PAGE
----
Friday 23 March 2018

Paul Hayward: Viking Warriors are on their way home with pride dented but dignity very much intact

Iceland’s Aron Gunnarsson reacts after the game. Photo: REUTERS/Carl Recine
Iceland’s Aron Gunnarsson reacts after the game. Photo: REUTERS/Carl Recine
Tearful Iceland players applaud their supporters after the game. Photo: AP Photo/Thibault Camus

Paul Hayward

Football could never make a movie like this one. In 2007, Ragnar Sigurdsson played for Iceland in a 3-0 defeat to Liechtenstein.

Here in Paris he shared a pitch with a Frenchman (Paul Pogba) touted as a £100m transfer target for Real Madrid as a nation with 100 professional footballers confronted a superpower.

Confronted, but ultimately lost heavily. The agony, though, was all England's.

Across the shires - and assorted holiday destinations - Roy Hodgson and his not-so-merry men were writhing on the hook all over again as France sped to a 4-0 half-time lead, with goals by Olivier Giroud, Paul Pogba, Dimitri Payet and Antoine Griezmann.

Iceland deserved every inch of their win in Nice, but equally France showed the disparity that ought to exist when two financially and geographically mismatched nations come together.

Suffice it to say that France blasted their way to a semi-final against Germany in Marseille on Thursday and sent Iceland spinning back to their Nordic homeland, with pride hurt but dignity absolutely still intact.

Kolbeinn Sigthorsson - or "the big lad" as Steve McClaren infamously referred to him on Sky, interrupted the flow of French goals with one for Iceland in the 56thminute, but it only prompted a vengeful response from France, who added a fifth through Giroud before Birkir Bjarnason scored Iceland's second.

"Little Old Iceland," as Kari Arnason called them, with tongue firmly in cheek, had reaped havoc on English football and planned on doing the same to the hosts in their own national stadium.

With the lowest population density in Europe - three inhabitants per square kilometre - Iceland marched into the teeming City of Light and assailed French ears with their booming Viking chant.

Arnason, who was taken off at half-time, said this week: "Everyone thinks it's just little old Iceland and we're winning games through the group mentality and togetherness.

"But people need to realise as well that most of the players on this team are very underrated and could play in much better leagues than they are at the moment.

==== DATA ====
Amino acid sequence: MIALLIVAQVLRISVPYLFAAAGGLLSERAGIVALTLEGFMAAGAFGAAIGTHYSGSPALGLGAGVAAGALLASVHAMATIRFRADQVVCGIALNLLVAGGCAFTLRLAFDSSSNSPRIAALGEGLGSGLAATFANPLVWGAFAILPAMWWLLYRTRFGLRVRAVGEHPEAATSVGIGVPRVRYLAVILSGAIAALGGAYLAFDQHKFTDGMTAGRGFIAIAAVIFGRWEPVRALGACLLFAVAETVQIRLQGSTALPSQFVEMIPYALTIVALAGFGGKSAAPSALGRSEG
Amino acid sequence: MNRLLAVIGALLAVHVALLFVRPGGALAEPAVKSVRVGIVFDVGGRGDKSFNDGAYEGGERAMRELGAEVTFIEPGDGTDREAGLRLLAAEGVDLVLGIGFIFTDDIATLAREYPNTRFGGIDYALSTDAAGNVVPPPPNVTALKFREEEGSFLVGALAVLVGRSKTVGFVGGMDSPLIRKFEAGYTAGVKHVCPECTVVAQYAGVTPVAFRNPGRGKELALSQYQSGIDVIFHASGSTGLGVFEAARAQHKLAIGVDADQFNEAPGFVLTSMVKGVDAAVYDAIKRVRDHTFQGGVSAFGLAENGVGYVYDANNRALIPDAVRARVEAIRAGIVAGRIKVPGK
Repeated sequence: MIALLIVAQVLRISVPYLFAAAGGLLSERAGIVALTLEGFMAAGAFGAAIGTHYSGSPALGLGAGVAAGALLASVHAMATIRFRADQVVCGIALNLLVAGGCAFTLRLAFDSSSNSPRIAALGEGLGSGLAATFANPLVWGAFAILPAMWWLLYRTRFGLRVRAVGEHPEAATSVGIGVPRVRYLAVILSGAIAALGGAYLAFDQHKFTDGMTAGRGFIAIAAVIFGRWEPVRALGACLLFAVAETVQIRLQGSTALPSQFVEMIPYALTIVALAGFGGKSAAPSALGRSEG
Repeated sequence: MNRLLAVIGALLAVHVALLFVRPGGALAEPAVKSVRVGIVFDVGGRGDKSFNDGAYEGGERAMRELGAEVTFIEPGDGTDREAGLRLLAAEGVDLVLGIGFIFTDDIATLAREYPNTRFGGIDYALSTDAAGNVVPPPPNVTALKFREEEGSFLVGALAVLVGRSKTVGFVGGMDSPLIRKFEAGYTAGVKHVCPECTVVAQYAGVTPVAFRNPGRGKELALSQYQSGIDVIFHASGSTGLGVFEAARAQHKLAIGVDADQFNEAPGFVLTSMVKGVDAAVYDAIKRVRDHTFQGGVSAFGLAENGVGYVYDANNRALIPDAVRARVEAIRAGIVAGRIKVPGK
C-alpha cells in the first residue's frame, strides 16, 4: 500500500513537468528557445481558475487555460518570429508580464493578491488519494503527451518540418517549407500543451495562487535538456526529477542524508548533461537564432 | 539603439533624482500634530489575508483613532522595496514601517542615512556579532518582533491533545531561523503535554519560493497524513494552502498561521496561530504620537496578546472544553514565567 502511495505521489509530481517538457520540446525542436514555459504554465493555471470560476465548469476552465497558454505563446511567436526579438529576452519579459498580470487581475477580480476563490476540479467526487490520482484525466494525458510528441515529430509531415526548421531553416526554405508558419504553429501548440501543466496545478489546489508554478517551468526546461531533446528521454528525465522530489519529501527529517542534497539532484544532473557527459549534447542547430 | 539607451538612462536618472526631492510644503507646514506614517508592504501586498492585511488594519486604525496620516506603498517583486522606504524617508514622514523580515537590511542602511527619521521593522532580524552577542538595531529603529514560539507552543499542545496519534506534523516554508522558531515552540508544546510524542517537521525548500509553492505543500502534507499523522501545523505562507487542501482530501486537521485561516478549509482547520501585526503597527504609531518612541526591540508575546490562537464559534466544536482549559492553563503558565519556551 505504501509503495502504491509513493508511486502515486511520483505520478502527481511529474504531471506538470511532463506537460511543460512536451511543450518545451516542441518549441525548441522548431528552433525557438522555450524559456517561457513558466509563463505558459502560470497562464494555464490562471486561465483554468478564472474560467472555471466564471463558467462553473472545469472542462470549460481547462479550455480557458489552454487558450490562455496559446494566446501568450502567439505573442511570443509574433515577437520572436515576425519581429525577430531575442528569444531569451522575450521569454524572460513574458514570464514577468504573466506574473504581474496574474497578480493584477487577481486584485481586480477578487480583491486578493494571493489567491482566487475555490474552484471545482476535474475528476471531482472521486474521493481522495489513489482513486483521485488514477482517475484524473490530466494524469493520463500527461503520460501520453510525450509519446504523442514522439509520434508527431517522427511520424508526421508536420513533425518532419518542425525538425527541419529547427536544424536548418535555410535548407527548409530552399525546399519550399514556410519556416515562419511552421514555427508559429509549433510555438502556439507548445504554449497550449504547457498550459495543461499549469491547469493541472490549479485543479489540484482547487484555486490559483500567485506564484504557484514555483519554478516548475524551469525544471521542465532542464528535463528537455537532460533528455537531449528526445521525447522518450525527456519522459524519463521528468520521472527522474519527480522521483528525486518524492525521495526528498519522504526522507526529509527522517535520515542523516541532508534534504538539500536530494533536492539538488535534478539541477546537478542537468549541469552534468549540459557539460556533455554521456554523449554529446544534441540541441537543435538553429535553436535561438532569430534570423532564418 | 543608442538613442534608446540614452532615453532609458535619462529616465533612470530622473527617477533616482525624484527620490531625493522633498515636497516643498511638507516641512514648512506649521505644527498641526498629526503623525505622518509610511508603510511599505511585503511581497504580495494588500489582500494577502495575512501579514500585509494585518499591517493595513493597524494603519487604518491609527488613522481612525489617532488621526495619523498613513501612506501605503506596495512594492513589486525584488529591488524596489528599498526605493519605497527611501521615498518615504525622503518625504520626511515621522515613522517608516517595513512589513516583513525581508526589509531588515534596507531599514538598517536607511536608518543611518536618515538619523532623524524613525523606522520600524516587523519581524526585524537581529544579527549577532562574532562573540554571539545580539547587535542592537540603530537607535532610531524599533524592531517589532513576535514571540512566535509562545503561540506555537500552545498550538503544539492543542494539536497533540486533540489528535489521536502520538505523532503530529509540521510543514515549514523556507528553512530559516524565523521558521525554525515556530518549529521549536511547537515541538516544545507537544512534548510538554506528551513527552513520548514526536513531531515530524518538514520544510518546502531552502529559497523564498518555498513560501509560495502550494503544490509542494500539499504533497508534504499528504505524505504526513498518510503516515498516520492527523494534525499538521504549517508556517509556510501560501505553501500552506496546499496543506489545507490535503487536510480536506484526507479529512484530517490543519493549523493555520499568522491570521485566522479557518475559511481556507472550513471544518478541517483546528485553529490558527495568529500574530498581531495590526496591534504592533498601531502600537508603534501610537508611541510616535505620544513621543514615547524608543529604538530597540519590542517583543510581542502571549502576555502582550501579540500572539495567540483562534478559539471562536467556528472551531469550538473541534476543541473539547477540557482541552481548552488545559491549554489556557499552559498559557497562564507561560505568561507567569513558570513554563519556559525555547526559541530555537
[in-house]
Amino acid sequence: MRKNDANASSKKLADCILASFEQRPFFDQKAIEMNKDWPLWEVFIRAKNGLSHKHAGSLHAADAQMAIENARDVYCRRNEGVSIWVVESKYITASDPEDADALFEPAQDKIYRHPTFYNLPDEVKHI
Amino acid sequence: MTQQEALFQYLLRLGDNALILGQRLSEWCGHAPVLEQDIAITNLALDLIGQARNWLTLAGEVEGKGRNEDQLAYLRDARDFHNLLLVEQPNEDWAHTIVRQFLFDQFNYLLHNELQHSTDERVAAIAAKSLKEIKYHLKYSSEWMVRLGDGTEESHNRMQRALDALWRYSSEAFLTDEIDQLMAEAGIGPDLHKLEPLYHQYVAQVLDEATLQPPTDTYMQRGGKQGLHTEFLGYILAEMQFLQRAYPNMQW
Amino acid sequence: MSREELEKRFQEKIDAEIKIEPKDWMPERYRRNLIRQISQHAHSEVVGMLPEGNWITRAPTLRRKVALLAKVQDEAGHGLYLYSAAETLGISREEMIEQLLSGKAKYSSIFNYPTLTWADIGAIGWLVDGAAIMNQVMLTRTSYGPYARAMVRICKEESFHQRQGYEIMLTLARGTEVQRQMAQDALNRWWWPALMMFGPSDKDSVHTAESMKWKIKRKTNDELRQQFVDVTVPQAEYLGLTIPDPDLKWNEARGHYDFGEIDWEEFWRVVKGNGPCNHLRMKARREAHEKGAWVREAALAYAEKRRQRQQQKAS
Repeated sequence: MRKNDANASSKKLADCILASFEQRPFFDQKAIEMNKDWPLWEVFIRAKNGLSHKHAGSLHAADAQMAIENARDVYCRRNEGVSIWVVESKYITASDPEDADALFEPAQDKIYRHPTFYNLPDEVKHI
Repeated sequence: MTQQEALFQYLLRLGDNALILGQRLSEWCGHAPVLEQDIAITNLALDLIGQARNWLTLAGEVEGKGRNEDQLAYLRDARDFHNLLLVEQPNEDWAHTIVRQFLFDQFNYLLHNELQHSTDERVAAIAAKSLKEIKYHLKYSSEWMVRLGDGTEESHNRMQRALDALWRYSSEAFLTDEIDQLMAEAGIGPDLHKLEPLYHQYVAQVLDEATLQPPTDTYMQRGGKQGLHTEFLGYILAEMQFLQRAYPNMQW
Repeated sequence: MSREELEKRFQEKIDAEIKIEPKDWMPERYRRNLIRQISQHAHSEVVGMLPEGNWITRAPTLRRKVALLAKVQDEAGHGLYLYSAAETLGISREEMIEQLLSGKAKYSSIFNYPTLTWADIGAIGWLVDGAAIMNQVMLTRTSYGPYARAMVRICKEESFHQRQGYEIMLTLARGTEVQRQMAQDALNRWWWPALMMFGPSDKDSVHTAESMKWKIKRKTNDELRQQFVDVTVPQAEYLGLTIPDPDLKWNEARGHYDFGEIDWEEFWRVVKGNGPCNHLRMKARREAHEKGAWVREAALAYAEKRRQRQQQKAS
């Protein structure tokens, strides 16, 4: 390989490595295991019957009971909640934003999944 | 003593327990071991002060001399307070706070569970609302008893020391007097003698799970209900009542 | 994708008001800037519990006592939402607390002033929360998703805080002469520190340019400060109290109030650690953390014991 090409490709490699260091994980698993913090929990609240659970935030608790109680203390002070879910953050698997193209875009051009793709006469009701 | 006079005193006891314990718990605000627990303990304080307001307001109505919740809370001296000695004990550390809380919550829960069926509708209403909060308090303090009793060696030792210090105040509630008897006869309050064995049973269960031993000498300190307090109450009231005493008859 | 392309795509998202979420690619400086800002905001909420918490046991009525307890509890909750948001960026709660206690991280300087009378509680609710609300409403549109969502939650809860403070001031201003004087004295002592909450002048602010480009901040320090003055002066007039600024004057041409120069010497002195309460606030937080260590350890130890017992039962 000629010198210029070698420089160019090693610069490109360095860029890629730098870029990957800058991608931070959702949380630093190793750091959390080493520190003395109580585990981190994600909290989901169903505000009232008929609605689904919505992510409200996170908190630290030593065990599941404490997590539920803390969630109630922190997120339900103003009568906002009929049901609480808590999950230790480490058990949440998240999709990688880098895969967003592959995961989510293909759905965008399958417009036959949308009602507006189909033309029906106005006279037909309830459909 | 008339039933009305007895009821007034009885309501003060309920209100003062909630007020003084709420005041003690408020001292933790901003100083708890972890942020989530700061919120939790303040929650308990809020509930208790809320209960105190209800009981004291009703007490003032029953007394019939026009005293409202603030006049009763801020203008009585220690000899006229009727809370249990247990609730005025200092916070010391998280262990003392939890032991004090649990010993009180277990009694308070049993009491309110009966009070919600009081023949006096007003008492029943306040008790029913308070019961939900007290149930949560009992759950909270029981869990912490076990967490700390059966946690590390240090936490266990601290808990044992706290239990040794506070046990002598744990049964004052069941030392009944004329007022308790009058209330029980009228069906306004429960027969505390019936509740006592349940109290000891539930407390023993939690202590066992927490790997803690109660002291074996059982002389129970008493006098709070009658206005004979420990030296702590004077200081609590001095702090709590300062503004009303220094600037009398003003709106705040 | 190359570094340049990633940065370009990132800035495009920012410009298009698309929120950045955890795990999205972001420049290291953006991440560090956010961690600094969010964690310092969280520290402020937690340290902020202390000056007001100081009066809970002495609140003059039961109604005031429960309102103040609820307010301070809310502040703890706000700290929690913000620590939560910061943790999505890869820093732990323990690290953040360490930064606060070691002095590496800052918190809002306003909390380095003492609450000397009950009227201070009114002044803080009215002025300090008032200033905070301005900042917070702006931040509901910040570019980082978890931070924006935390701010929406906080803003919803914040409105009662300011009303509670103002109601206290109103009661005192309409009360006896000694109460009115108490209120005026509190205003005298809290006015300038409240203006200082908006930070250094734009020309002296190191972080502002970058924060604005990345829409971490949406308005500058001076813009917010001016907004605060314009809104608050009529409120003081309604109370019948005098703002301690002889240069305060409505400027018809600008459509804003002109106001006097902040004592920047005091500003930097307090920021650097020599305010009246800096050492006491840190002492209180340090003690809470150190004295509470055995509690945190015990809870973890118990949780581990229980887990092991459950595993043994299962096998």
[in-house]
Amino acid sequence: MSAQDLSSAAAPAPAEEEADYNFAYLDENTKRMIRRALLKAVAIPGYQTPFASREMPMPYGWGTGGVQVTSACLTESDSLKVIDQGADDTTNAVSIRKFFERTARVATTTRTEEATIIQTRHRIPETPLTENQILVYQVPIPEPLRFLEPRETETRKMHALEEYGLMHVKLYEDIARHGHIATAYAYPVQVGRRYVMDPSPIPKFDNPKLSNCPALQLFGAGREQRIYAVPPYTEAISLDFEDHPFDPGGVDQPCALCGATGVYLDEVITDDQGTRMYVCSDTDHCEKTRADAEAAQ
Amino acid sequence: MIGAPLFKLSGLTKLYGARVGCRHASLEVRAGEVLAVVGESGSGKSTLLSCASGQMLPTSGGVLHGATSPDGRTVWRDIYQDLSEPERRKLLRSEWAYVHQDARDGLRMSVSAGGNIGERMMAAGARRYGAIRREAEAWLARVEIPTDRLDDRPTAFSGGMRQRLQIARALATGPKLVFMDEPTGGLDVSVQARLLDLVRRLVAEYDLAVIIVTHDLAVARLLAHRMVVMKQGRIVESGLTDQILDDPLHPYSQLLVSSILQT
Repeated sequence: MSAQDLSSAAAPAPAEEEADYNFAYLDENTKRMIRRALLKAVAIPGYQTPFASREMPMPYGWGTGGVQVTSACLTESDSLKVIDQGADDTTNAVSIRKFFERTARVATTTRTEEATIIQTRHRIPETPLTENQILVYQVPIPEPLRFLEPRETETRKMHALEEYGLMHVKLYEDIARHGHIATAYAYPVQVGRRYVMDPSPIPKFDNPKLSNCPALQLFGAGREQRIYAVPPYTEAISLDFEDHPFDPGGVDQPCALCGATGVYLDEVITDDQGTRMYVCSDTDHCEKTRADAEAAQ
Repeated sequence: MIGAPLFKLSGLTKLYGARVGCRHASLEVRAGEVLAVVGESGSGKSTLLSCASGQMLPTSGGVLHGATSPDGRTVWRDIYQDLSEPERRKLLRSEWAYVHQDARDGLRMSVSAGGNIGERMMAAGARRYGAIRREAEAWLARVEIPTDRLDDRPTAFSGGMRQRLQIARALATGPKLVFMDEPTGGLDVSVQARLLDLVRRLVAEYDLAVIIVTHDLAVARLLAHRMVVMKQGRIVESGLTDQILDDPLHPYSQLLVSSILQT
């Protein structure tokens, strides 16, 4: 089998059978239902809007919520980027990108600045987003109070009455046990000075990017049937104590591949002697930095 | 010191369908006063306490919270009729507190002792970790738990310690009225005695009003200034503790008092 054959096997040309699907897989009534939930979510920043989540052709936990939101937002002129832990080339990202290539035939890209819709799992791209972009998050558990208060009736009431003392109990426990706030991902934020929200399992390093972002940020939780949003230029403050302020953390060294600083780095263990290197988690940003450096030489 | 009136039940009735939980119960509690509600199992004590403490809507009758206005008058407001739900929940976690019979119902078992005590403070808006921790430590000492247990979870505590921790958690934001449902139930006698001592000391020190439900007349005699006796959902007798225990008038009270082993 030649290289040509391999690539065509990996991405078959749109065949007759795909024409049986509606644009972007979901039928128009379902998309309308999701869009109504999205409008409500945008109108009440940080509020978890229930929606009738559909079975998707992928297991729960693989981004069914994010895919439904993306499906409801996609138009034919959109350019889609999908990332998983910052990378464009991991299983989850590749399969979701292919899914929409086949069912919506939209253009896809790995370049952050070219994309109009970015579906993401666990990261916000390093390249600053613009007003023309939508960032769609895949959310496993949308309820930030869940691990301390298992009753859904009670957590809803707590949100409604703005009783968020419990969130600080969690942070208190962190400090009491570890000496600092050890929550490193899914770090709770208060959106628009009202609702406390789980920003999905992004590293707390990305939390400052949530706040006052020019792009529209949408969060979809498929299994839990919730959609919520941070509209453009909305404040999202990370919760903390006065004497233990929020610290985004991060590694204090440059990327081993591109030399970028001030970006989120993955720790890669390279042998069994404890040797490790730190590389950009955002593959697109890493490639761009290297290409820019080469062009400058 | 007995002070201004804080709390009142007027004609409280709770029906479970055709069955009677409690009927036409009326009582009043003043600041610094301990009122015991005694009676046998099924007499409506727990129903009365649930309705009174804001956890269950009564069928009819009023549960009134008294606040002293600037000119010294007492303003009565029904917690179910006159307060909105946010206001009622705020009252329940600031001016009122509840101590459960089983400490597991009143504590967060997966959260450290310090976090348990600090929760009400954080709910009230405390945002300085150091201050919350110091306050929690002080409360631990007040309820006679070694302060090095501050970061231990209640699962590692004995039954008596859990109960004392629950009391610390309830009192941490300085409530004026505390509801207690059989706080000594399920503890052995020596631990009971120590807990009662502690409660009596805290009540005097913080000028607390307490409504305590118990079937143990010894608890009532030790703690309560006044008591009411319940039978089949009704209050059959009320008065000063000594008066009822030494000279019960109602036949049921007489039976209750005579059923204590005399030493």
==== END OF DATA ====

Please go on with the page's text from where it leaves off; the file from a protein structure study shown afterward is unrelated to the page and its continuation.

"We're here to show everyone how good we are, not just as a team but as individuals."

The substitute Alfred Finnbogason told us in a video about his country: "If you don't know somebody, you know somebody who knows him, or you know somebody who knows somebody who knows him. That's the story in Iceland."

That story warms us still, even if it ended brutally, France stepping up their level at just the right time, and perhaps sending a jolt through Germany.

Les Bleus scored from a ball over the top, a corner, a solo effort on the edge of the box and then a carpet ball between two Icelandic defenders, with a subtle finish from Griezmann. Giroud's second was another header.

If 99 per cent of Icelandic TV sets were tuned to this game, as they were for the 2-1 win over England, a lot of screens might have been pelted when France's fourth went in before the break.

Except that Iceland must have known they would catch a top team on a good night at some point.

An image in their training camp was of a small dog chasing a rhino. The rhino turned in Paris and trampled the dog.

Iceland's lovely second anthem (their first one is even better) is apposite.

It is called I've Come Home (Journey's End), and contains the line: "When fields turn green and winter leaves, and sunshine warms the land, I come home to be with you, please take my loving hand."

Their homecoming will surely be loving, because the Icelandic system of coaching and facilities has put the country on course to be tournament regulars.

They have crossed the bridge from qualifying also-rans to the last eight of a European Championship, passing wretched England along the way, and can exploit that wonderful achievement for decades to come.

France's sensible policy was to keep up the pressure after their opening goal, to be decisive and direct and not let Iceland hustle the ball back.

Didier Deschamps's team moved the ball crisply and varied their angle of attack. At no point did they appear nervous of fearful or any of the things England appeared to be in Nice.

They performed at a level too high for Iceland and now take an extra surge of confidence to Marseille.

There was the sense of watching a proper team reaching for peak form. And while France were pulling Iceland apart Germany were recovering from a much more gruelling game against Italy in Bordeaux.

Iceland's departure, meanwhile, must have made Wales even prouder to be mixing with Portugal, France and Germany in the last four.

The Vikings, Finnbogason claimed, gave Iceland that name because they loved it so much and wanted to disguise its beauty to possible invaders. A likely tale. Either way we all feel we know it a bit better now.

"We are disappointed but incredibly proud. It's been an amazing experience. We will learn from this. We are just starting," said Iceland captain Aron Gunnarsson after their defeat to the hosts.

Iceland's second anthem also says: "When my journey ends, I'll come to you, seek shelter in your arms. I am coming home, Yes, I am finally home."

They are. And we miss them already.

(© Daily Telegraph, London)

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